Given the need for dialogue these days, mosques can choose to stay out of politics, but as a Muslim it’s hard to “keep out it,” Erdogan tells DW.

The Keupstrasse mosque doesn’t participate in the national open house because it’s open to anyone everyday, just like most mosques. And if there’s one point Erdogan and his colleagues at the neighboring mosque agree on, it’s this: dialogue – and not fear – is the only way forward.

Source: Islam in Germany: Muslims prefer to be talked to rather than talked about | Germany | DW | 03.10.2017

Advertisements

Germany’s election and the educational polarisation of voters | Times Higher Education (THE)

Interesting analysis:

Germany has voted. Angela Merkel is weakened, but she remains chancellor and is now seeking new coalition partners for government.

Instead of focusing on what the election means for German higher education and research policy – which probably won’t become clear until months of coalition negotiations have concluded – I want to highlight some interesting voting patterns among German graduates.

In the United States and the UK, it’s now a commonplace observation that voters seem increasingly divided by levels of education rather than traditional cleavages like levels of income. In the ballots of 2016 and 2017, graduates tended to take the side of more open, pro-cosmopolitan parties and politicians (Jeremy Corbyn’s Labour, Hillary Clinton, Remain in the UK’s EU referendum) against more closed, nationalistic forces (Theresa May’s Conservatives, Leave, Donald Trump).

You can certainly quibble with these groupings, but the overall trend is unmistakable.

For example, in this year’s UK general election, graduates were 10 percentage points less likely to back the Conservatives, and nine percentage points more likely to vote for Labour, than the broader voting public.

The divide was even starker last year during the EU referendum, when 68 per cent of graduates voted to remain.

Meanwhile, in the US election, Clinton won college graduates by a nine percentage point margin, while Trump won everyone else by eight points. “This is by far the widest gap in support among college graduates and non-college graduates in exit polls dating back to 1980,” according to the Pew Research Center.

Is the same thing happening in Germany? Ostensibly not – German graduates seem more in line with their fellow citizens than in the UK or the US. This is most clearly visible when you look at the graduate vote share for Germany’s political parties arranged on the left to right political spectrum:

In terms of the bigger parties, graduates were a little less likely than other voters to vote for Merkel’s conservatives (CDU/CSU) – but exactly the same was true of the social democrats (SPD).German graduates voting patterns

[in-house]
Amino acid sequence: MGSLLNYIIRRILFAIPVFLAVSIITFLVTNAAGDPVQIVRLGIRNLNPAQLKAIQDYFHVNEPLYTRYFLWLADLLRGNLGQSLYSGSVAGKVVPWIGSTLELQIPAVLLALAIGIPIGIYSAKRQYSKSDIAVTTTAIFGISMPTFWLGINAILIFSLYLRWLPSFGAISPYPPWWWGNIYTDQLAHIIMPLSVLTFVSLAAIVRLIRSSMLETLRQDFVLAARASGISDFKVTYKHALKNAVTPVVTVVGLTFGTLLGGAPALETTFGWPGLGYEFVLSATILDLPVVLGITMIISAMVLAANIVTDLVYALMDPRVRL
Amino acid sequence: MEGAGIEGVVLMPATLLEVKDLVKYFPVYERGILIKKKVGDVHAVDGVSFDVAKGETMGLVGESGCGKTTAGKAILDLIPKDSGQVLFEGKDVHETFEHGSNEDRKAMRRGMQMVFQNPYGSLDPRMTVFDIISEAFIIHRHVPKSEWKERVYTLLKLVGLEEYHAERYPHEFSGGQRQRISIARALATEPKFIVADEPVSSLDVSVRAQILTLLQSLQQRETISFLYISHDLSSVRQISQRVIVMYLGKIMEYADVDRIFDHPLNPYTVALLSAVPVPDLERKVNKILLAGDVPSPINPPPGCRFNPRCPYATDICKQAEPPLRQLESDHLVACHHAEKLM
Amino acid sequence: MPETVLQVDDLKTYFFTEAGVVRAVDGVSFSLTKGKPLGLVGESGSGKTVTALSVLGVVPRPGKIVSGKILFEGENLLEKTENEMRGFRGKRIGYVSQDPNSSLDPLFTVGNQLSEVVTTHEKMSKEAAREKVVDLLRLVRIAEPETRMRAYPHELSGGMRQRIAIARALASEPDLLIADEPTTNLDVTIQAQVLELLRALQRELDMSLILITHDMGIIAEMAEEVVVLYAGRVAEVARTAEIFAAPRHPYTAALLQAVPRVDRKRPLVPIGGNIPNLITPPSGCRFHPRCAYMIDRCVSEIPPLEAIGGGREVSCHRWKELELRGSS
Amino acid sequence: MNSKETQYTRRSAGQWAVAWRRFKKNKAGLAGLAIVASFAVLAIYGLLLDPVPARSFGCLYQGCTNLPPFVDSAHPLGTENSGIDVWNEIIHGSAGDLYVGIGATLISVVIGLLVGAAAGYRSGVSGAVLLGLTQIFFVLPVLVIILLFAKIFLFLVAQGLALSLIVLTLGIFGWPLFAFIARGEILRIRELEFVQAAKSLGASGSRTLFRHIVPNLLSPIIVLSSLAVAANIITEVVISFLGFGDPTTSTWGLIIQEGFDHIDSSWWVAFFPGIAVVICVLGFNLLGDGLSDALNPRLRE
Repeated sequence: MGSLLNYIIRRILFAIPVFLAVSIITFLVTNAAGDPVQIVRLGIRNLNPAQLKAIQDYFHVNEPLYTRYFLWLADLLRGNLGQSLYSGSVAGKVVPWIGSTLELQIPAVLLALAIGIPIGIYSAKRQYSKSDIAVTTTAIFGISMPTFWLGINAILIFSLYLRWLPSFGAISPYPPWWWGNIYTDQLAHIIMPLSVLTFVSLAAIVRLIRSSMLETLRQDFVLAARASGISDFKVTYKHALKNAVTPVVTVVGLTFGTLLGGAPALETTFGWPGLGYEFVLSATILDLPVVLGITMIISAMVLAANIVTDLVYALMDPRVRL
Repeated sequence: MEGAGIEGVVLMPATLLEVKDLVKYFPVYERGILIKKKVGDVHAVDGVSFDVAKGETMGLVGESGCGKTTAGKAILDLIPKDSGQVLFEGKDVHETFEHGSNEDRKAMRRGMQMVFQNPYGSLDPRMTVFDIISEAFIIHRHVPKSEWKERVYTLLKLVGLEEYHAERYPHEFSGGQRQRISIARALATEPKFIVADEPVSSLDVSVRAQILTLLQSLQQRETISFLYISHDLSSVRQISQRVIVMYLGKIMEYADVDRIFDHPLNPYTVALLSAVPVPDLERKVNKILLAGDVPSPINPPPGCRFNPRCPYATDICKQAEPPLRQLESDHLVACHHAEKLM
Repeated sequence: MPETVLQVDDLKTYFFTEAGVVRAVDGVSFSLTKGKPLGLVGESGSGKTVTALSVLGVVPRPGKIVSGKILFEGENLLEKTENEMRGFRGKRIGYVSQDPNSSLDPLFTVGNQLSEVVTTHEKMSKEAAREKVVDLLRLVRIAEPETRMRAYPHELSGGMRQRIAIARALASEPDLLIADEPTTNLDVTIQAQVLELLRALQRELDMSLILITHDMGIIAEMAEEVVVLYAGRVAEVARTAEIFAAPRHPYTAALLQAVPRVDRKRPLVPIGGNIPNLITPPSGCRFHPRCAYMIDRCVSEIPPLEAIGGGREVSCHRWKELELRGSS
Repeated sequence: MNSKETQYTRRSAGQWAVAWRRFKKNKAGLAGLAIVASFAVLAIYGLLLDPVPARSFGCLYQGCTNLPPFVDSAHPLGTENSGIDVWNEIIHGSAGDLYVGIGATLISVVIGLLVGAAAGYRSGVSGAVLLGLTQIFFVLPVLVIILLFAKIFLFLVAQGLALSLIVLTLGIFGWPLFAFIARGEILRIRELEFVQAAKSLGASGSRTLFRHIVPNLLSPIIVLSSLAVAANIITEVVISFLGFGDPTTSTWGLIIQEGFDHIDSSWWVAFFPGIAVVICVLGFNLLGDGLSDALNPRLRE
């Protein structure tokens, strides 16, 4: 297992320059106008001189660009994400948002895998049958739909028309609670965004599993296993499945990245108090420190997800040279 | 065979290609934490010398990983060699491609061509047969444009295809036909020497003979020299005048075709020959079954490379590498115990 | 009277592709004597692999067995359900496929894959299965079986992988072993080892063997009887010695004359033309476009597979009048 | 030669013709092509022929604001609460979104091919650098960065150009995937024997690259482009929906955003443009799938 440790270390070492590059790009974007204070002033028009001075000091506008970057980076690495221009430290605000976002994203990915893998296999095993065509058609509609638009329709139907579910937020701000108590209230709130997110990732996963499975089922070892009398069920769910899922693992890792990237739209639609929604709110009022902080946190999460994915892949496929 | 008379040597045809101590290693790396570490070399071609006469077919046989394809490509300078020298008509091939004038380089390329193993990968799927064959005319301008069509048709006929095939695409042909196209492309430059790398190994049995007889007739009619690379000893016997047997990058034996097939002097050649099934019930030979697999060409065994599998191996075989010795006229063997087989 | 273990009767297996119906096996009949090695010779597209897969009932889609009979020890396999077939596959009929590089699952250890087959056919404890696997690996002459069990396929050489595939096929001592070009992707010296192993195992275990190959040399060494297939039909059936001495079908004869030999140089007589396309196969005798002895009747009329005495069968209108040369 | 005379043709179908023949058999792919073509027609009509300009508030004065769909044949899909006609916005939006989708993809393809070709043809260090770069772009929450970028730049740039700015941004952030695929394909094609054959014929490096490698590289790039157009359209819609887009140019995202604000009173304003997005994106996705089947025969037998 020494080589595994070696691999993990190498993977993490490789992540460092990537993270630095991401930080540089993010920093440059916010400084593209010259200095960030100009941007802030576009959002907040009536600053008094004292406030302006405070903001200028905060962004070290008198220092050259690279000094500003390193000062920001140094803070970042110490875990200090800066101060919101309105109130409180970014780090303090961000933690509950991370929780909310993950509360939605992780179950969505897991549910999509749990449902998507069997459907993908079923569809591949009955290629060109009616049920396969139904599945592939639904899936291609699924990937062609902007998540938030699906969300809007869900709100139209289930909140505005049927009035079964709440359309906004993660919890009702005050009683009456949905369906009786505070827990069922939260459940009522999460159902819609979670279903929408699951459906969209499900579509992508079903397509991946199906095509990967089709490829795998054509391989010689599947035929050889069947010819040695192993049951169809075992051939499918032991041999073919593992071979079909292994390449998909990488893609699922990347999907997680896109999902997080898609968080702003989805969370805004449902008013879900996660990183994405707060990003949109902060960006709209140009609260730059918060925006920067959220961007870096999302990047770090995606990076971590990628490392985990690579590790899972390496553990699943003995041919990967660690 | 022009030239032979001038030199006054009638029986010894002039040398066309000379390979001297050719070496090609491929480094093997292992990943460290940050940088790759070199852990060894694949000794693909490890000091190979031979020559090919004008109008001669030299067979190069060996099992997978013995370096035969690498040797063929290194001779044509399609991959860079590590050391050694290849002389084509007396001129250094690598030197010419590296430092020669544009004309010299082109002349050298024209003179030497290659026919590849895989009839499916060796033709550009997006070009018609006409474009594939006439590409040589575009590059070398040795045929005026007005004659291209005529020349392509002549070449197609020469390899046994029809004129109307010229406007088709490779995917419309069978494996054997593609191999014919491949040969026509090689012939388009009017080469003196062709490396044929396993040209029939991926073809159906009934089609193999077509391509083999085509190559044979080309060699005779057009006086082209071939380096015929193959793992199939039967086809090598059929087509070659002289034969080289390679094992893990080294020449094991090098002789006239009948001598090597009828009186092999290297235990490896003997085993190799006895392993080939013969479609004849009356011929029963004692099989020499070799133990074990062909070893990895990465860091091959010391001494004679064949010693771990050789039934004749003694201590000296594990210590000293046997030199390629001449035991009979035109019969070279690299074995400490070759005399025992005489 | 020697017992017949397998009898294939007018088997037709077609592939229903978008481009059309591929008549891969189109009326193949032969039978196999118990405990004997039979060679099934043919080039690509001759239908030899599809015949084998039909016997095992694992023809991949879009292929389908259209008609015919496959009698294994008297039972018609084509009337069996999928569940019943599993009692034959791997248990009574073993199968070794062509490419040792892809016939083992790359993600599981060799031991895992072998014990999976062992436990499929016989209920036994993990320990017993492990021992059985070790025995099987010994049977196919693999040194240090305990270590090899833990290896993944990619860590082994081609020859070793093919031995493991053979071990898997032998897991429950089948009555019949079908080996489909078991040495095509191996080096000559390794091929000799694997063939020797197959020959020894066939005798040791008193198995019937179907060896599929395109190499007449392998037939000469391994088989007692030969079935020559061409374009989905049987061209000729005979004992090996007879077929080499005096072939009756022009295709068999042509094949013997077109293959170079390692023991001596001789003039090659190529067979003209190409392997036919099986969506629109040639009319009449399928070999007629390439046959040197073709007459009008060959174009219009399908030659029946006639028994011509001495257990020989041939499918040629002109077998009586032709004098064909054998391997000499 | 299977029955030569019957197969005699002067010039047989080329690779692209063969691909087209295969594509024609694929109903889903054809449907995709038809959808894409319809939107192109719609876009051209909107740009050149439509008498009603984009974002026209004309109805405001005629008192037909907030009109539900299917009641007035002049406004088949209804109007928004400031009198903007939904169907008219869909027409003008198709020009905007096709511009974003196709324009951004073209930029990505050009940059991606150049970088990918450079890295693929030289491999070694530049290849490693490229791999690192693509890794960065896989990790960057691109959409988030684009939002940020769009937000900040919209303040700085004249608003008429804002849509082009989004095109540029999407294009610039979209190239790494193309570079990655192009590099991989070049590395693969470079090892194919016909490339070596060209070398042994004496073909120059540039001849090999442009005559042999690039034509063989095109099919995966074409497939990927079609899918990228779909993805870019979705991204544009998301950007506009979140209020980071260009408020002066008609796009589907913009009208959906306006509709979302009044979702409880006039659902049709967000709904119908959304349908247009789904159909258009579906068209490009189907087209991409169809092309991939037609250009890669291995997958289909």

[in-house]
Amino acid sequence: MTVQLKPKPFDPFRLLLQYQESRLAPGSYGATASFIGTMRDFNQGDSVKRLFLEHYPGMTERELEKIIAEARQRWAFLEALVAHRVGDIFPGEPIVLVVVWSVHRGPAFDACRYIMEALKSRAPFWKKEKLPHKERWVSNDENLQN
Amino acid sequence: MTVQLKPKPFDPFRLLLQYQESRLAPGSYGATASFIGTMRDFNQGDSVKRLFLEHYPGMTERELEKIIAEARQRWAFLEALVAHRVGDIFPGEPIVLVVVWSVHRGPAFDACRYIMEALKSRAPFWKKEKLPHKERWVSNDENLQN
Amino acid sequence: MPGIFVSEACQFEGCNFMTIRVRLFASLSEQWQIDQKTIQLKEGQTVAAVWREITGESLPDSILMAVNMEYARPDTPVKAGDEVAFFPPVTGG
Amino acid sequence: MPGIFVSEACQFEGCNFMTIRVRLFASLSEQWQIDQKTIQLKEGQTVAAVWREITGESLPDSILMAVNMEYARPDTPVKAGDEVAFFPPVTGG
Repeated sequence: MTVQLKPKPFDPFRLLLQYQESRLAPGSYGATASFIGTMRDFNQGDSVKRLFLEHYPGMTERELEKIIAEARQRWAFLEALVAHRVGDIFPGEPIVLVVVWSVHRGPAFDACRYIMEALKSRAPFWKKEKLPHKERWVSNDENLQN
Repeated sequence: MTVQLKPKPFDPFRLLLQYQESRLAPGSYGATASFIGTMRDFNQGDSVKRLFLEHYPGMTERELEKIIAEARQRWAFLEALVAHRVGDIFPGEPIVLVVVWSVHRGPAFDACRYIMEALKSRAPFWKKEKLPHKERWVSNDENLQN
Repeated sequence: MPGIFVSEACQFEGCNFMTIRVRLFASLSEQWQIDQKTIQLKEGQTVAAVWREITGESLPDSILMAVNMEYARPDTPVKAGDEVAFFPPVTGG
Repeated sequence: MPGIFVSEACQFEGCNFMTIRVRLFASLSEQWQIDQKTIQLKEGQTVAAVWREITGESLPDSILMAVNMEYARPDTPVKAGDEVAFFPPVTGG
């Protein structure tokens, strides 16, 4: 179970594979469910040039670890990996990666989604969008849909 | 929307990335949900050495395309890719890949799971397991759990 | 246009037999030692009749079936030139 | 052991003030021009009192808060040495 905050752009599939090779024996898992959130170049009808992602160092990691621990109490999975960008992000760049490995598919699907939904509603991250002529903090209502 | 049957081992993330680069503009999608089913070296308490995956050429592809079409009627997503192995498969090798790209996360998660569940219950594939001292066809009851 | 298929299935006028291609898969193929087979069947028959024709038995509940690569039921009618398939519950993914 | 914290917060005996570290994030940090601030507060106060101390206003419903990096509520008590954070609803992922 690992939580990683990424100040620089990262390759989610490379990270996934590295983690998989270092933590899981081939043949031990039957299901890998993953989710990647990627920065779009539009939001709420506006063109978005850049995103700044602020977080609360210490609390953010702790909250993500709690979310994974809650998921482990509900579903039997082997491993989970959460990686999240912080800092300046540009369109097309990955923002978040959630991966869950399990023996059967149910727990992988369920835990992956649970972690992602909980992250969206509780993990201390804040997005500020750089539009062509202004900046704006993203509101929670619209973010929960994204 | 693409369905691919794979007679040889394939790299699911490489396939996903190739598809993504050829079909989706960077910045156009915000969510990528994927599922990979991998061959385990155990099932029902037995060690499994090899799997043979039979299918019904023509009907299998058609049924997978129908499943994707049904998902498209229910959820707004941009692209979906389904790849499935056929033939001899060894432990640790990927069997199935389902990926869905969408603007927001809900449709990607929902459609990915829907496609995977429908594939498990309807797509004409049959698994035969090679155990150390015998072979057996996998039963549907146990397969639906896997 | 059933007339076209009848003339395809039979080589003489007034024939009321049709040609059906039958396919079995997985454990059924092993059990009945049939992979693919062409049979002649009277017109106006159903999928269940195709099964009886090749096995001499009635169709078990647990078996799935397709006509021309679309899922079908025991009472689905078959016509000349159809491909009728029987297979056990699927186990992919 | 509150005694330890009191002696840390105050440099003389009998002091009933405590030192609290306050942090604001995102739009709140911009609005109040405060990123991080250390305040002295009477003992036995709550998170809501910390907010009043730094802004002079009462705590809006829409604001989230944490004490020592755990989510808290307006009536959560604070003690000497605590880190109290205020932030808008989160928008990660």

Graduates were both more likely to opt for the radically left-wing Die Linke – and the almost diametrically opposed (at least on economic matters) Free Democratic Party (FDP). This feels very different from the US and UK, where graduates have come down heavily on one side or the other in the votes of the past two years.

Why might this be? A couple of potential reasons spring to mind. Germany is famed for the quality of its vocational education, which, although under pressure, still offers the hope of a well respected and remunerated life course that does not require university. Non-graduates are perhaps less likely to be economically “left behind” than in other countries.

There is also still no real equivalent of the Ivy League, Oxbridge or the grandes écoles in Germany, meaning that attending (a certain type of) university is arguably less of a prerequisite for power and influence.

But have a look at the chart again – there are nonetheless signs that educational polarisation is beginning to take root in Germany.

Graduates heavily backed the Greens, who, aside from their environmental policies, are known as supporters of multiculturalism, and have several high-profile leaders with a Turkish family background. The AfD on the other hand are emphatically against multiculturalism and have leaders who have made a series of brazenly racist statements; they were largely shunned by voters who have been to university.

As the AfD’s entry into parliament shows, Germany is not immune from the divisions afflicting the UK, the US and many other European countries. It will be interesting to see if the country becomes just as polarised on educational grounds as well.

Source: Germany’s election and the educational polarisation of voters | Times Higher Education (THE)

German Elections 2017: How Russia Helped AfD’s Rise | Time.com

Interesting analysis of AfD’s support:

While fighting for a seat in the German parliamentover the last few months, Sergej Tschernow, a candidate for the right-wing Alternative for Germany, or AfD, knew that he could only rely on a few media outlets to give his party the coverage it craves: the Russian ones.

“They show our points of view in full,” he told TIME on Election Day, Sunday Sept. 24, when the AfD became the first far-right movement to enter into the German legislature since the end of World War II, winning a remarkable 13% of the vote and going from zero to more than 90 seats in a chamber of 631 lawmakers.